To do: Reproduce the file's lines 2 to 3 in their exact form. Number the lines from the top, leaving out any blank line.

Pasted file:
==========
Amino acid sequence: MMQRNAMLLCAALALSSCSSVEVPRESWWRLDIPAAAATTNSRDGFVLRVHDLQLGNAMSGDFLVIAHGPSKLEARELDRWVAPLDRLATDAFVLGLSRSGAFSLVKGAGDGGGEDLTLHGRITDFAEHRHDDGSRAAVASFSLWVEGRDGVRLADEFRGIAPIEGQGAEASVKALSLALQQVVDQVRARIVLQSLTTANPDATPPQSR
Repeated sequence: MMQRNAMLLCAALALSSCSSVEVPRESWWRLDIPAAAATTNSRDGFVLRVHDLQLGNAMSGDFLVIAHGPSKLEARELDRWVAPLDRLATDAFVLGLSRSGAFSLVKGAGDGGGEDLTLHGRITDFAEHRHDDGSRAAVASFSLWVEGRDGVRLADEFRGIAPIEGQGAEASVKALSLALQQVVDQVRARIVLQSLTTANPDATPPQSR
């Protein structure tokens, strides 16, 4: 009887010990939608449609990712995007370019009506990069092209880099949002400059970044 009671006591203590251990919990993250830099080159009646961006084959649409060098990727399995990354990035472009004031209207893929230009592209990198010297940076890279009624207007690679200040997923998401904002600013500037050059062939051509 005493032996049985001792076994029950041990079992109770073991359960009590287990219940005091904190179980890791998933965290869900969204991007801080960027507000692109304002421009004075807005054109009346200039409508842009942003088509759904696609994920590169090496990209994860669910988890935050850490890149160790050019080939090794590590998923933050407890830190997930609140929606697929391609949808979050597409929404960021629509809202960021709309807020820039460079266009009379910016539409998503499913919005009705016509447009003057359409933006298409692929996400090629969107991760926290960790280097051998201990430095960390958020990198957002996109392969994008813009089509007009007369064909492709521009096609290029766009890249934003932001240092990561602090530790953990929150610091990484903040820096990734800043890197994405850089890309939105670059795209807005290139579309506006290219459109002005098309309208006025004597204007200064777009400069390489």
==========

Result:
Repeated sequence: MMQRNAMLLCAALALSSCSSVEVPRESWWRLDIPAAAATTNSRDGFVLRVHDLQLGNAMSGDFLVIAHGPSKLEARELDRWVAPLDRLATDAFVLGLSRSGAFSLVKGAGDGGGEDLTLHGRITDFAEHRHDDGSRAAVASFSLWVEGRDGVRLADEFRGIAPIEGQGAEASVKALSLALQQVVDQVRARIVLQSLTTANPDATPPQSR
């Protein structure tokens, strides 16, 4: 009887010990939608449609990712995007370019009506990069092209880099949002400059970044 009671006591203590251990919990993250830099080159009646961006084959649409060098990727399995990354990035472009004031209207893929230009592209990198010297940076890279009624207007690679200040997923998401904002600013500037050059062939051509 005493032996049985001792076994029950041990079992109770073991359960009590287990219940005091904190179980890791998933965290869900969204991007801080960027507000692109304002421009004075807005054109009346200039409508842009942003088509759904696609994920590169090496990209994860669910988890935050850490890149160790050019080939090794590590998923933050407890830190997930609140929606697929391609949808979050597409929404960021629509809202960021709309807020820039460079266009009379910016539409998503499913919005009705016509447009003057359409933006298409692929996400090629969107991760926290960790280097051998201990430095960390958020990198957002996109392969994008813009089509007009007369064909492709521009096609290029766009890249934003932001240092990561602090530790953990929150610091990484903040820096990734800043890197994405850089890309939105670059795209807005290139579309506006290219459109002005098309309208006025004597204007200064777009400069390489």